In an effort to help organizations better train their employees to be aware of and avoid certain types of cyberattacks, the National Institute of Standards and Technology (NIST) has announced the development of a new method it is referring to as the Phish Scale.
As its name would suggest, the Phish Scale focuses on phishing attacks, a common form of cybercrime in which hackers send emails that can appear to be from someone on a user’s contact list, and tempt them to click on a link which would then take them to a website that could allow dangerous malware to enter an organization’s computer network.
According to recent estimates by Cybersecurity Ventures in its recent 2020 Official Annual Cybercrime Report, the fallout from global cybercrime will cost organizations $6 trillion annually by 2021, representing a doubling of the $3 trillion cost in 2015.
Though the existence of a phishing training program is not uncommon for an organization, the Phish Scale differs in that it utilizes a rating system to determine the efficacy of the email content, giving Chief Information Security Officers (CISOs) a clearer understanding of more than just the number of times an email was or wasn’t clicked.
“The Phish Scale is intended to help provide a deeper understanding of whether a particular phishing email is harder or easier for a particular target audience to detect,” said NIST researcher Michelle Steves. “The tool can help explain why click rates are high or low.”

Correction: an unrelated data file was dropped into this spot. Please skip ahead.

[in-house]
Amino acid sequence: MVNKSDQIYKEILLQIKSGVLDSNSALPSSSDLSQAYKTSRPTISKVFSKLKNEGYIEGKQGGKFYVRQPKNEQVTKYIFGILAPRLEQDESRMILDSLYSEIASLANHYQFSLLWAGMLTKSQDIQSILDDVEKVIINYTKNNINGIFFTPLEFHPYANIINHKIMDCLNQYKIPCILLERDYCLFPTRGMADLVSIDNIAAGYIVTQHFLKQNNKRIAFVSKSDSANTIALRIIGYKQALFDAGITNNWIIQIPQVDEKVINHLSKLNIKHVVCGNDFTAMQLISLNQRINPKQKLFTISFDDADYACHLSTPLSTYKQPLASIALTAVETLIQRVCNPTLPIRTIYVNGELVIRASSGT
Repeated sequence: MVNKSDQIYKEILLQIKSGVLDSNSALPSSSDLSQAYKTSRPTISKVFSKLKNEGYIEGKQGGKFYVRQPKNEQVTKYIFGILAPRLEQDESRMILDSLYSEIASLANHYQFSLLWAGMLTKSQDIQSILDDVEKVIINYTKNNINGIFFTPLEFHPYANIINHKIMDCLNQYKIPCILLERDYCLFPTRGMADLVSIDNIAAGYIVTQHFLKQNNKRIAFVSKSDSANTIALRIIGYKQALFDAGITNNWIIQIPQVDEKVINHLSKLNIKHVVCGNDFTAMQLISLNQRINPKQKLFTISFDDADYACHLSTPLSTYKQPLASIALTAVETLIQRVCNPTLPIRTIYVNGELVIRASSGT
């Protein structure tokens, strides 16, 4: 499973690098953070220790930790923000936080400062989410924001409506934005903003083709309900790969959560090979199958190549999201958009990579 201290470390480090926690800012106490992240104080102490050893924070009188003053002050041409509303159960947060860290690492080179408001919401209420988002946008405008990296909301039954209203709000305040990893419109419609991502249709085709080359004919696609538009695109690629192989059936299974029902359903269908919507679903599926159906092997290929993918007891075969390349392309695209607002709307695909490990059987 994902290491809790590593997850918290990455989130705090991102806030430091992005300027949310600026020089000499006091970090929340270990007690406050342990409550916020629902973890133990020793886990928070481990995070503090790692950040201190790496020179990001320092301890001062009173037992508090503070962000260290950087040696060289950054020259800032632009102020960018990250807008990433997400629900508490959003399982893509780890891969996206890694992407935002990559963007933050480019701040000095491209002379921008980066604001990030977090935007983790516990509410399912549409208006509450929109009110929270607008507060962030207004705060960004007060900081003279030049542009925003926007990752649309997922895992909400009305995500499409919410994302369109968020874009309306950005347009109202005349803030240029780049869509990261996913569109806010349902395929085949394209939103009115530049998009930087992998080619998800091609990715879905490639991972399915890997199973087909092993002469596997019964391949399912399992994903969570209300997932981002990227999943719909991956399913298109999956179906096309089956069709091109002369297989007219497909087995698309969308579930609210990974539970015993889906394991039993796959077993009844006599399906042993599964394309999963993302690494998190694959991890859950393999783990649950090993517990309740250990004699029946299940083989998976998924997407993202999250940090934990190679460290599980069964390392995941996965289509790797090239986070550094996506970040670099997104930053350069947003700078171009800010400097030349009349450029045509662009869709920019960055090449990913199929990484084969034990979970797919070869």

A five-point scale is used to rate various elements of the phishing attempt, and an overall score is calculated and then used by a phishing trainer to help rank the exercise into low, medium or high difficulty categories, giving CISOs more data to work with than simple click rates, which can have several causes and can give a false sense of security if they are analyzed on their own without a greater understanding of the difficulty of the phishing attempt.
Following years of research in an “operational” setting, the Phish Scale appears ready to provide immediate feedback to CISOs and organizations wishing to curtail what has become one of the most common forms of cybercrime in recent years.
“As soon as you put people into a laboratory setting, they know,” said Steves in a comment on how the Phish Scale was developed. “They’re outside of their regular context, their regular work setting, and their regular work responsibilities [and] that is artificial already.”
Since all of the data used in the Phish Scale study has come from NIST itself, next steps for the the project are to expand it and collect data from other organizations (including private enterprises), and to ensure it is able to adapt over time in order to keep up with the fast-paced landscape of cybercrime.